I have been asked to write the signatures for and API end points GET/POST/PUT methods. I'm having a hard time wrapping my head around what the point of this is. My co-worker asked if I could do this before they come in and add the implementation. Would this mean that all I'm adding to the Web Api controller is a bunch of code that looks like this below?

GetSomething(string value1, string value2)

PutSomething(string value1, string value2)

PostSomething(guid value1, int value2, string value3)

I'm having a hard time understanding what the point of this would be. Since with out having the return types and what not the code isn't usable if they have not been declared. I can see this being useful in documentation though.

  • 1
    Because it defines the external API. Apr 8 '15 at 1:47
  • But should it look like the above and be added to the class or do you normally write the signatures out in documentation .
    – Stavros_S
    Apr 8 '15 at 2:39
  • 1
    Sounds like documentation to me....
    – Eric King
    Apr 8 '15 at 3:40
  • You should ask your co-worker.
    – Rocklan
    Apr 8 '15 at 3:47

The general case here is identifying the external interface.

It should be possible to write an interface for two systems or modules to interact, define what the method signatures are, data formats, preconditions/postconditions, etc. with zero implementation behind it.

Next, separate teams work on separate code that use that interface. Perhaps one team implements the code that makes the interface work while another team implements the code that invokes the interface.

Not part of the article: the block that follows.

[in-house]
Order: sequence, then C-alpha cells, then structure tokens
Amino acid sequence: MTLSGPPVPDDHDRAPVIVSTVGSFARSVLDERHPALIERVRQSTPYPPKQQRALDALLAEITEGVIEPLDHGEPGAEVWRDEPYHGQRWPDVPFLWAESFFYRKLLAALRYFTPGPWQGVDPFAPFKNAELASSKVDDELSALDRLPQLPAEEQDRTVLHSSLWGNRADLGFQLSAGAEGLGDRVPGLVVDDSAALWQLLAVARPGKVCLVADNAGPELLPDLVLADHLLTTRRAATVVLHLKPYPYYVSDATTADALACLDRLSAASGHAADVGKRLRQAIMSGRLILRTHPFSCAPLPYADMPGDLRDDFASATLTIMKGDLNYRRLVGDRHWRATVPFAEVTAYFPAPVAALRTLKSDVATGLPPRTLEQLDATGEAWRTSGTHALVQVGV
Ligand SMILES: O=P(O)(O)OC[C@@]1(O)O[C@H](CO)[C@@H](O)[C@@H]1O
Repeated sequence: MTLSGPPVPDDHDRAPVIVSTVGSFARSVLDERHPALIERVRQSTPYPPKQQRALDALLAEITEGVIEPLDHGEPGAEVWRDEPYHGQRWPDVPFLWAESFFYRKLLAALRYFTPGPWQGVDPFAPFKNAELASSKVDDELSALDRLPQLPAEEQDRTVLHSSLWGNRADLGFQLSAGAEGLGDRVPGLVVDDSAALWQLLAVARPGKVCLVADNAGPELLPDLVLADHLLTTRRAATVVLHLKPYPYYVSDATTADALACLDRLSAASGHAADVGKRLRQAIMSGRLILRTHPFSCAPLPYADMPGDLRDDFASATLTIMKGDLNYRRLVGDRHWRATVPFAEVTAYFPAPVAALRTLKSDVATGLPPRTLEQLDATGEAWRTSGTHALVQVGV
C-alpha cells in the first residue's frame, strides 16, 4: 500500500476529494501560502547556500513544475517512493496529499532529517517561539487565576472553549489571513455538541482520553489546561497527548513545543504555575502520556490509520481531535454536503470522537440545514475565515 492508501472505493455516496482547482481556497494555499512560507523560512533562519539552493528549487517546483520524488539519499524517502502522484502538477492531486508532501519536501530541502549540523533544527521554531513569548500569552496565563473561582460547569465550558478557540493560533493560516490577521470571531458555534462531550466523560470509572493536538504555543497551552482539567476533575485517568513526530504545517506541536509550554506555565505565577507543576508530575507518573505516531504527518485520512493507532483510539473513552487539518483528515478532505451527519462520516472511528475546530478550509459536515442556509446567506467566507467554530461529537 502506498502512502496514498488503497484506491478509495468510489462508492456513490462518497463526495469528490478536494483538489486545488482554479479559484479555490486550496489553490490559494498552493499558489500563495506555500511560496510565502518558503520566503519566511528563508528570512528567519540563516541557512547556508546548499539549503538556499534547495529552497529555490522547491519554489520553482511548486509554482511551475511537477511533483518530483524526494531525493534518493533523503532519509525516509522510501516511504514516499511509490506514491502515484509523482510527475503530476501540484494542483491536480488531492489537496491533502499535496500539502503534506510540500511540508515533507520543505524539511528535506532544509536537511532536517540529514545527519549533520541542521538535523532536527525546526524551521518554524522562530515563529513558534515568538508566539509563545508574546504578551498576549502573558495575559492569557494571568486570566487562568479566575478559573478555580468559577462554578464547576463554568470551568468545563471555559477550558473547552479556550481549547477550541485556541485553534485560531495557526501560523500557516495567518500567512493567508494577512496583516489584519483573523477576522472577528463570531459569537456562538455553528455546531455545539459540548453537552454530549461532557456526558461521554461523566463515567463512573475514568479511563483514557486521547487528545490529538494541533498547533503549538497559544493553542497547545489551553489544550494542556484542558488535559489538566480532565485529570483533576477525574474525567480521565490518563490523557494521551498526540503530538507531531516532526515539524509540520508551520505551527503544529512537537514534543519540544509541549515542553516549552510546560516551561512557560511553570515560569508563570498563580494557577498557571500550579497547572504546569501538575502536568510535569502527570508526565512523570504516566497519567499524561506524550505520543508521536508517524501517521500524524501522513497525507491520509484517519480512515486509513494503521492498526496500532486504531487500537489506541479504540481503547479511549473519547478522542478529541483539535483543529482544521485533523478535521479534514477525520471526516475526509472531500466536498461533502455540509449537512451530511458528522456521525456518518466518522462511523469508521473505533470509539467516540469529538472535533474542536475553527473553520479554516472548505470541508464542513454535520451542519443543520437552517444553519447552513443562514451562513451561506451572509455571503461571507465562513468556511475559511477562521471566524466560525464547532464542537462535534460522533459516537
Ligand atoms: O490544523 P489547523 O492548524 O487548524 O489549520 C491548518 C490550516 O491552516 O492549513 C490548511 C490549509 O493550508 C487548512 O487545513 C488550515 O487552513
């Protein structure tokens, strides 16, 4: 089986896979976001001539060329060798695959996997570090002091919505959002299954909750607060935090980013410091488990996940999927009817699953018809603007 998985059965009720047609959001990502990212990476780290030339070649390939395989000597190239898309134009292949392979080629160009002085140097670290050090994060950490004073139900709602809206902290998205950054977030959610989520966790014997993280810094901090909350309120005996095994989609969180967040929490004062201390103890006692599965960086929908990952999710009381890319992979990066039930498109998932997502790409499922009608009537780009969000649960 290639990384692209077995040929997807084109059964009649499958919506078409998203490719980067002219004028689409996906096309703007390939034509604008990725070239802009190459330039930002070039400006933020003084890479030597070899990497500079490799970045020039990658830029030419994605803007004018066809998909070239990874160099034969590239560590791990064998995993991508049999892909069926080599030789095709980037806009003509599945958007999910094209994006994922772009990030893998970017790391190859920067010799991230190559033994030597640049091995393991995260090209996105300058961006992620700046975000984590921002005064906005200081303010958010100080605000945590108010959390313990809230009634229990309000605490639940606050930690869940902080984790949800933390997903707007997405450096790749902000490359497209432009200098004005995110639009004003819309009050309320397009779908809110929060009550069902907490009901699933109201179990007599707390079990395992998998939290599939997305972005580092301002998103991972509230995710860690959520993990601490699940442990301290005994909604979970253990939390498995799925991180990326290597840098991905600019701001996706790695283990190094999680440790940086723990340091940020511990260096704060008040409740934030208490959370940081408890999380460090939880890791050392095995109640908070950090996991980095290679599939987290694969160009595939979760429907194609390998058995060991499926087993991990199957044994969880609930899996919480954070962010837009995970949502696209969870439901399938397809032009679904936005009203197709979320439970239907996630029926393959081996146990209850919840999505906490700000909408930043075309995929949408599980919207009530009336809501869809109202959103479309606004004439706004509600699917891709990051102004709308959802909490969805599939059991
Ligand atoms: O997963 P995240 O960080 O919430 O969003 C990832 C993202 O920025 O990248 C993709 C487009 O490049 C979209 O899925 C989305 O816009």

Interfaces can be difficult. Moving data between systems, formats, etc. can be fraught with problems. By identifying interfaces early, documenting them, and having plenty of time to test, you have a better shot at having a fully functioning system by the time it is supposed to be delivered.

In this specific case it might be true that return types or certain other details are not known yet, but enough is known to begin work. It is impossible for anyone here to say for sure given we are not on your team at work. However, I have seen interface development proceed this way in the past. Customer says "we need a web service that adheres to this interface, but we are not quite sure what to return yet. We need customer data, but do not have a list of all the fields yet." That is enough to start on. I have a pretty good idea of what the code behind the interface needs to do, I am just not sure about petty details which can be ironed out later without affecting the schedule.

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